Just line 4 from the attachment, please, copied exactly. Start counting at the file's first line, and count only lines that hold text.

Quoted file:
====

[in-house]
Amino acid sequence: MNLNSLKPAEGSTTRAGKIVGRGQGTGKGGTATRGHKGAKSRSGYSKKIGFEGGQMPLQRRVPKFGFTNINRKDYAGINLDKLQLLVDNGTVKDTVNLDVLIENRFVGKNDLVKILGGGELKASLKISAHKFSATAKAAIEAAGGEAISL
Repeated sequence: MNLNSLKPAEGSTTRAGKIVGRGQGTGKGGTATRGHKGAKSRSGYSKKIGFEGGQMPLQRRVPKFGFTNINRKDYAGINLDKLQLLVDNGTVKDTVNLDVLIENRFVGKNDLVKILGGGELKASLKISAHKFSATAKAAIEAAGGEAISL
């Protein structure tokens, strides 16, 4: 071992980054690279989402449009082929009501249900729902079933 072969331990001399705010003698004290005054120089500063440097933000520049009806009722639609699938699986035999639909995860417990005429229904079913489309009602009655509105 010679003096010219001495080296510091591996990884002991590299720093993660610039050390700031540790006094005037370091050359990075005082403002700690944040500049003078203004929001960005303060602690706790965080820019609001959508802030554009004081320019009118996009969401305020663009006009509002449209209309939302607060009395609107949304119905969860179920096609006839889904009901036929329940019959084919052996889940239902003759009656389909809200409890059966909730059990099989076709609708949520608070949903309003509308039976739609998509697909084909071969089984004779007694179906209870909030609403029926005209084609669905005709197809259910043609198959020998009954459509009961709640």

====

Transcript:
């Protein structure tokens, strides 16, 4: 071992980054690279989402449009082929009501249900729902079933 072969331990001399705010003698004290005054120089500063440097933000520049009806009722639609699938699986035999639909995860417990005429229904079913489309009602009655509105 010679003096010219001495080296510091591996990884002991590299720093993660610039050390700031540790006094005037370091050359990075005082403002700690944040500049003078203004929001960005303060602690706790965080820019609001959508802030554009004081320019009118996009969401305020663009006009509002449209209309939302607060009395609107949304119905969860179920096609006839889904009901036929329940019959084919052996889940239902003759009656389909809200409890059966909730059990099989076709609708949520608070949903309003509308039976739609998509697909084909071969089984004779007694179906209870909030609403029926005209084609669905005709197809259910043609198959020998009954459509009961709640």